Tree House

Fletcher Crane Architects. In Ealing, this two bedroom home is stitched assertively into the street scenography.

The former garage site bounded by rear gardens created a series of constraints yet consequently generated an articulated series of volumes when read with the whole street. Using primarily three exterior materials: grey brick, black timber and tubular metalwork, the palette is simple where the rough facing brick and flush lime mortar joints contrasts the sharper and darker detailing.

The simplicity and rawness of finishing is carried through to the internal spaces where brick walls, ash joinery, terrazzo tiles and delicate metal balustrades contribute to a comprehensive vision. Upon entering the home along the secluded western boundary, the entrance lobby leads to a rich split level arrangement of rooms in a vertical spine of circulation.

Living spaces flow from the front to the rear of the site with the kitchen and living room on the upper most storeys making the most of natural daylight.

Two bedrooms and associated bathrooms are submerged within the semi sunken floors. A sunken planted courtyard is accessed via stepped brick planters and a paddle stair constructed of black cobble setts. The appearance from the street is of a compact dwelling.

The entrance is through a narrow passageway behind a new brick wall that continues the street line. The hallway leads to a kitchen and dining area overlooking a small private ground-level courtyard. Turning back towards the street, the main living space is half a storey up, looking back out over the wall to address the street.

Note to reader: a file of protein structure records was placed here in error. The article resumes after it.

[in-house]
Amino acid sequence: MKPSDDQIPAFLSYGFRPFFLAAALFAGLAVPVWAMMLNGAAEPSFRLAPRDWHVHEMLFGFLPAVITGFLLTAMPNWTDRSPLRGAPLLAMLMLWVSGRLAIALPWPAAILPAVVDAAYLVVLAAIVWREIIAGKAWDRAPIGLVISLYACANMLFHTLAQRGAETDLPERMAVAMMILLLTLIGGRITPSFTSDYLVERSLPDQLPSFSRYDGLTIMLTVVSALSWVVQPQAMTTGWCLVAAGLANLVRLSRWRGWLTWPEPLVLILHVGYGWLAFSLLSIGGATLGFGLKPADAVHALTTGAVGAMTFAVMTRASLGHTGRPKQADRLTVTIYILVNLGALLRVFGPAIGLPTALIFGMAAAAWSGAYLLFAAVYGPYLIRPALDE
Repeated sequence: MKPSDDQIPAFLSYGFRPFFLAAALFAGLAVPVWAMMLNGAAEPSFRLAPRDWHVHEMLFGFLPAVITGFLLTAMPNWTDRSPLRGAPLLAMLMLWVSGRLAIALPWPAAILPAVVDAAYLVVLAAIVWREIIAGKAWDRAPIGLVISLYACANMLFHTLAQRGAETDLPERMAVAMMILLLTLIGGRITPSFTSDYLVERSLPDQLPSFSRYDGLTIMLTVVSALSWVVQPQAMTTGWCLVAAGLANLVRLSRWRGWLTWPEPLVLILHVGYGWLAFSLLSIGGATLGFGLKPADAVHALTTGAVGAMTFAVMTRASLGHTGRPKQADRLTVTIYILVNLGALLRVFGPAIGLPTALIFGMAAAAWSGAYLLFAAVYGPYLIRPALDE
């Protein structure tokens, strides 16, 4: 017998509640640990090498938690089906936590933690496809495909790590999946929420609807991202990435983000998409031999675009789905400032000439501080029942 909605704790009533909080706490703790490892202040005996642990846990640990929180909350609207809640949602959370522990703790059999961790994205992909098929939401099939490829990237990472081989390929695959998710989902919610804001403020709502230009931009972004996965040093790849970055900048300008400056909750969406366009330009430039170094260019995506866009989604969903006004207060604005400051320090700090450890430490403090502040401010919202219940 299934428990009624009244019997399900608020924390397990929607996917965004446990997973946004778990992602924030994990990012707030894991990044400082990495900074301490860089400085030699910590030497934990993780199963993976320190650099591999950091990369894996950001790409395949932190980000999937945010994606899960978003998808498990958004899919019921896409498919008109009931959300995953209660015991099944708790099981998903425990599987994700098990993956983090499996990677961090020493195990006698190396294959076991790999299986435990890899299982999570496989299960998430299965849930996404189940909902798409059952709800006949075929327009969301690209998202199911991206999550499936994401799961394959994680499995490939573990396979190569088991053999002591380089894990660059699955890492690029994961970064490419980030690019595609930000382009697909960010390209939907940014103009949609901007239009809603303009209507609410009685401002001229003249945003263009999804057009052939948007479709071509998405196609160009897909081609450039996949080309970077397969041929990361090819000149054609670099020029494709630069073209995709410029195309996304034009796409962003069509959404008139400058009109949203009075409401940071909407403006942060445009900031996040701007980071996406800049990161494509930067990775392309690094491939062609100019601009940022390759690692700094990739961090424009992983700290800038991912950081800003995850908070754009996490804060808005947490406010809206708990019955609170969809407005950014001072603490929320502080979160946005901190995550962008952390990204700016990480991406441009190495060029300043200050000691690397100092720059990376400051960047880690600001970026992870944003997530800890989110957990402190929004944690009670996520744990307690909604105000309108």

Despite their outward appearance, these two upper levels are well-proportioned, light and airy, taking advantage of views out to the ground-level courtyard, along the adjacent front gardens to the south and also back across the street.

The first of the two lower floors is a half level below ground to fit under the uppermost floor. It contains a bedroom and en suite bathroom. The basement floor is another half level down to fit under the kitchen and dining area. It contains a further bedroom that opens out onto a sunken courtyard, which connects back to the ground level courtyard.

The house is built using cavity wall construction made of load-bearing brick, with parallel laminated veneer timber joists forming the upper-level floors and roof. The lower floors are made of concrete cast insitu, with walls and soffits left exposed. By opting for a restrained palette of materials and exposing brickwork walls, concrete and timber soffits internally, the architects have subtly blended outside and inside spaces and thereby connected them harmoniously.

The client is extremely pleased with the architects’ work and is more than happy to have been persuaded to opt for the exposed finishes.”

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